I already mentioned I was in an area known as the Special Zone.  A security gate separates the Special Zone from the Cargo Zone, a space where parcels wait in limbo until clearance.  Visitors are not allowed to stroll into the cargo zone as their heart desires.  A security clearance pass must be purchased first for $1 on the seventh floor of some other building, and security guards standing in front of the gates to the cargo zone really do check it.

The Cargo Zone consists of open warehouse after open warehouse.  My shipping papers didn't state where to find the parcel.  It was up to me to walk the length and breadth of the cluttered warehouses to locate it.  Lifts unpacked, restacked, and transferred goods from one place to another in this buzzing and frenetic area.  I don't know how I did it.  I went to the very last warehouse, walked into the first office I saw, and showed my steadily increasing paperwork.   The official there boasted of his brother living in New York and working at the Waldorf-Astoria as he looked up my parcel and found its location.  Problem solved . . . after I first paid the cargo storage fee, another ingenious shakedown ploy.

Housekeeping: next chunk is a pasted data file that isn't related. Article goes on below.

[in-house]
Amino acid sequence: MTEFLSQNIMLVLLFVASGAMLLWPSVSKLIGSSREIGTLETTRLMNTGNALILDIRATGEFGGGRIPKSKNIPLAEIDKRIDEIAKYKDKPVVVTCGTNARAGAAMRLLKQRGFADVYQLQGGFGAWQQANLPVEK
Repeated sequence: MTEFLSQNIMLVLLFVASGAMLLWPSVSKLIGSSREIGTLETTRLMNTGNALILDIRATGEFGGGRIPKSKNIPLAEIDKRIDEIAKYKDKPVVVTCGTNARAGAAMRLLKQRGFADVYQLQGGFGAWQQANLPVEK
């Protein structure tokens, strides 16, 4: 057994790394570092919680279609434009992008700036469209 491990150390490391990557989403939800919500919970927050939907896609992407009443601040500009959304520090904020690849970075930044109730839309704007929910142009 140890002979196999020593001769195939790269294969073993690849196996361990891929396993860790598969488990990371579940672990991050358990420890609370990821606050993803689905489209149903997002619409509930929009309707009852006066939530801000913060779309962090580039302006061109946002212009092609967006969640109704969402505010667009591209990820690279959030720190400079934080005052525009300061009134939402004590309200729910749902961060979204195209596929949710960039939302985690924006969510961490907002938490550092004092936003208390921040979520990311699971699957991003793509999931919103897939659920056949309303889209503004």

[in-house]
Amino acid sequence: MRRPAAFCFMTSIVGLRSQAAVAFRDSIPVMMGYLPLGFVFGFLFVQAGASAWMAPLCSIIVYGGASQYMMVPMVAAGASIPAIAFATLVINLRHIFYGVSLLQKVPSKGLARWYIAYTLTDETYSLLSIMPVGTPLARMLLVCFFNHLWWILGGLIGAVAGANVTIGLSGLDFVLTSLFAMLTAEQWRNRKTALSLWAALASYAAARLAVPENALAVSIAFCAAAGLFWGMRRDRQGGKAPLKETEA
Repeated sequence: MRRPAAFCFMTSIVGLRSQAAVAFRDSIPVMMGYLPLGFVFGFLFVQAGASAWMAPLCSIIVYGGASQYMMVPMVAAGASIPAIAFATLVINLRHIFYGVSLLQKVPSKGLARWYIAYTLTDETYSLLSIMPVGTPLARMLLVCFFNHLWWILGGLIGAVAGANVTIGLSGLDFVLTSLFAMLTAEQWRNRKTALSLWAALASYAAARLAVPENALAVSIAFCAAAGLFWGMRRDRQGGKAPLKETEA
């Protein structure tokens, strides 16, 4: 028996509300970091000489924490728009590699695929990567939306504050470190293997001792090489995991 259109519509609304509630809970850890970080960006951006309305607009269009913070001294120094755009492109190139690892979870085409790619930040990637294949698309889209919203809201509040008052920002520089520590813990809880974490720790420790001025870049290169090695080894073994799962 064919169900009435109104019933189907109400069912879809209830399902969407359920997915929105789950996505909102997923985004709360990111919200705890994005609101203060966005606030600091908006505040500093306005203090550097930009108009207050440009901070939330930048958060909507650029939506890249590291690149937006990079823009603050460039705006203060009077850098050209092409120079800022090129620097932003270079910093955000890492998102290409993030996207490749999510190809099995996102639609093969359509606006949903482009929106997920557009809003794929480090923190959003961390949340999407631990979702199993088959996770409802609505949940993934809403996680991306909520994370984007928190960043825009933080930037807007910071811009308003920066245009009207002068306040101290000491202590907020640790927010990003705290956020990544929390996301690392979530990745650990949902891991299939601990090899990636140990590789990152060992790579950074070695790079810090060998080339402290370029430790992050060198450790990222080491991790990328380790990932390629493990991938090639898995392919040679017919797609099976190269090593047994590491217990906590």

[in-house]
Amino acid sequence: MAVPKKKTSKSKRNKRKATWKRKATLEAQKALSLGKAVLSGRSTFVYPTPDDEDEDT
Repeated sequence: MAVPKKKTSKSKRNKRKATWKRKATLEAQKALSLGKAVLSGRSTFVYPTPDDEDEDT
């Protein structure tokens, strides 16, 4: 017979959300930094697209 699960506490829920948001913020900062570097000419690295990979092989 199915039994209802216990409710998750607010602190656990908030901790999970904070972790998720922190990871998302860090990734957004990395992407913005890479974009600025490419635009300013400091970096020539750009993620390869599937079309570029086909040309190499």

Here's how that shakedown works.  Thai customs decides to hold a parcel for duty, so it must be stored until duty is paid.  The cargo storage fee payment office is located almost halfway back to the gate into the Special Zone, a fifteen minute walk for most.  This office demanded $20. 

I now had to walk all the way back to that last warehouse in the row of warehouses and produce my receipt of storage payment to lay claim to the parcel.   I couldn't believe, after over three hours, that the small parcel, generating myriad revenues for multiple bureaucratic offices, was finally mine; and I shouldn't have believed because it wasn't. 

From the last warehouse I had to walk back past the customs storage payment office, where I'd just been, and continue ten minutes further to the customs inspectors' offices and get them to sign a form.  It was at this point, exhaustion hit me and I began, for the first time, to realize why customs clearance agents have jobs.